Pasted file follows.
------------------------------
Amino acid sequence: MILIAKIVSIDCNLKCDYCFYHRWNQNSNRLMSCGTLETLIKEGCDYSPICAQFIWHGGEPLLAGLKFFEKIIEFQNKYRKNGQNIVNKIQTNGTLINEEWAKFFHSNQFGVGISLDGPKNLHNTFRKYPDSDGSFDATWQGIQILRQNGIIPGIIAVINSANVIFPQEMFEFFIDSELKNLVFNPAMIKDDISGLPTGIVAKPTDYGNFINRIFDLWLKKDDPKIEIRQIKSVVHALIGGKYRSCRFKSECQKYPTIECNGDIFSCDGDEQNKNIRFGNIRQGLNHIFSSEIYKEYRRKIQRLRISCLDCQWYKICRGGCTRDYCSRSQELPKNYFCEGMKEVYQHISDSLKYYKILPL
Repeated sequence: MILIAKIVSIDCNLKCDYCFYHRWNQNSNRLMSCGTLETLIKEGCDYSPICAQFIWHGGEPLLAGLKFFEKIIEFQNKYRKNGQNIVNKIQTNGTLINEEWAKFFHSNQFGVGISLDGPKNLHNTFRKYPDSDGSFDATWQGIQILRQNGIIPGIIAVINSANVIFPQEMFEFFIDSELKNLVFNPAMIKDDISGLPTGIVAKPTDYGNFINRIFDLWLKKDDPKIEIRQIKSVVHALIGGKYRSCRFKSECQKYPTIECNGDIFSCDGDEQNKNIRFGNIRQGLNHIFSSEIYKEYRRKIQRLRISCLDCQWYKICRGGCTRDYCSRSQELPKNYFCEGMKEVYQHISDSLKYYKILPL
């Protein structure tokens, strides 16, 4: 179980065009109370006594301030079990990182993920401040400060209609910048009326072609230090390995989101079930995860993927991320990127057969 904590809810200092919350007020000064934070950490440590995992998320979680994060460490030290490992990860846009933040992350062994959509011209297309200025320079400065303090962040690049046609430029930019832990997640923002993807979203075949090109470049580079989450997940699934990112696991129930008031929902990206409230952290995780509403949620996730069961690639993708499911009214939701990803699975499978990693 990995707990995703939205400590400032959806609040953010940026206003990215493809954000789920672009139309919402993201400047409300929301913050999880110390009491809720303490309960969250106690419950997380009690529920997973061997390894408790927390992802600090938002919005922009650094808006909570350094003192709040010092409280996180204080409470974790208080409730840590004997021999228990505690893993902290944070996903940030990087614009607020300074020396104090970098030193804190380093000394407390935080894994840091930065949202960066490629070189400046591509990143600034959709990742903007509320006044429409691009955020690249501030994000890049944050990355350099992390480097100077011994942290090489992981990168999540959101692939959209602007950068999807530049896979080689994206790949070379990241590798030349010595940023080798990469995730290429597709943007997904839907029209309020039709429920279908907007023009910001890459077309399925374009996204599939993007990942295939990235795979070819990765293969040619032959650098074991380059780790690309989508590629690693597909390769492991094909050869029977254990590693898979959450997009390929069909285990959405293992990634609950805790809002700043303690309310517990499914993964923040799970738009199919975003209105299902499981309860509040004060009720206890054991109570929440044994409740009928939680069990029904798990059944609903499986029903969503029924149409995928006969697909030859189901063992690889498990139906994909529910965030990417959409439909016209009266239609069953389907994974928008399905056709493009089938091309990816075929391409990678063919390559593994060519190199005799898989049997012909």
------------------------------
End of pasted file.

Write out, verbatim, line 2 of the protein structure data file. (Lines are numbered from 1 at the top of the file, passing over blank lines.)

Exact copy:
Repeated sequence: MILIAKIVSIDCNLKCDYCFYHRWNQNSNRLMSCGTLETLIKEGCDYSPICAQFIWHGGEPLLAGLKFFEKIIEFQNKYRKNGQNIVNKIQTNGTLINEEWAKFFHSNQFGVGISLDGPKNLHNTFRKYPDSDGSFDATWQGIQILRQNGIIPGIIAVINSANVIFPQEMFEFFIDSELKNLVFNPAMIKDDISGLPTGIVAKPTDYGNFINRIFDLWLKKDDPKIEIRQIKSVVHALIGGKYRSCRFKSECQKYPTIECNGDIFSCDGDEQNKNIRFGNIRQGLNHIFSSEIYKEYRRKIQRLRISCLDCQWYKICRGGCTRDYCSRSQELPKNYFCEGMKEVYQHISDSLKYYKILPL